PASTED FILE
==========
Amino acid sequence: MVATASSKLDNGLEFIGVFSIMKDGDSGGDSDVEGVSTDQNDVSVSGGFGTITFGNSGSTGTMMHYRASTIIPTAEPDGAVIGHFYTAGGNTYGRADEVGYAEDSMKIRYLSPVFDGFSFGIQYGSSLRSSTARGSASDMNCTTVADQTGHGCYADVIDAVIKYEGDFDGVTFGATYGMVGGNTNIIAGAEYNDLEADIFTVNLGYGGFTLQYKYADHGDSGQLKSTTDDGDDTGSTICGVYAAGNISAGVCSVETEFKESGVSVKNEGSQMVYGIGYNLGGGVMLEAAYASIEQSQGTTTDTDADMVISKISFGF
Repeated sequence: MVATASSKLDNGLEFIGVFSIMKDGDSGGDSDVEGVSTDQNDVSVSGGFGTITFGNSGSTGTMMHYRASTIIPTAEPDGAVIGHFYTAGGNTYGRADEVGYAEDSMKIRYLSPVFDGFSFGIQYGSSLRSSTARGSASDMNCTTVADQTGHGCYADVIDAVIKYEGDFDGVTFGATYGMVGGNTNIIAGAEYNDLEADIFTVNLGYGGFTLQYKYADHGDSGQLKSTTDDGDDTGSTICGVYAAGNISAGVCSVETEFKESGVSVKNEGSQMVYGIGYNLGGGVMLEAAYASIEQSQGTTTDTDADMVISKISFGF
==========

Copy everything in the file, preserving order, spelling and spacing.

Amino acid sequence: MVATASSKLDNGLEFIGVFSIMKDGDSGGDSDVEGVSTDQNDVSVSGGFGTITFGNSGSTGTMMHYRASTIIPTAEPDGAVIGHFYTAGGNTYGRADEVGYAEDSMKIRYLSPVFDGFSFGIQYGSSLRSSTARGSASDMNCTTVADQTGHGCYADVIDAVIKYEGDFDGVTFGATYGMVGGNTNIIAGAEYNDLEADIFTVNLGYGGFTLQYKYADHGDSGQLKSTTDDGDDTGSTICGVYAAGNISAGVCSVETEFKESGVSVKNEGSQMVYGIGYNLGGGVMLEAAYASIEQSQGTTTDTDADMVISKISFGF
Repeated sequence: MVATASSKLDNGLEFIGVFSIMKDGDSGGDSDVEGVSTDQNDVSVSGGFGTITFGNSGSTGTMMHYRASTIIPTAEPDGAVIGHFYTAGGNTYGRADEVGYAEDSMKIRYLSPVFDGFSFGIQYGSSLRSSTARGSASDMNCTTVADQTGHGCYADVIDAVIKYEGDFDGVTFGATYGMVGGNTNIIAGAEYNDLEADIFTVNLGYGGFTLQYKYADHGDSGQLKSTTDDGDDTGSTICGVYAAGNISAGVCSVETEFKESGVSVKNEGSQMVYGIGYNLGGGVMLEAAYASIEQSQGTTTDTDADMVISKISFGF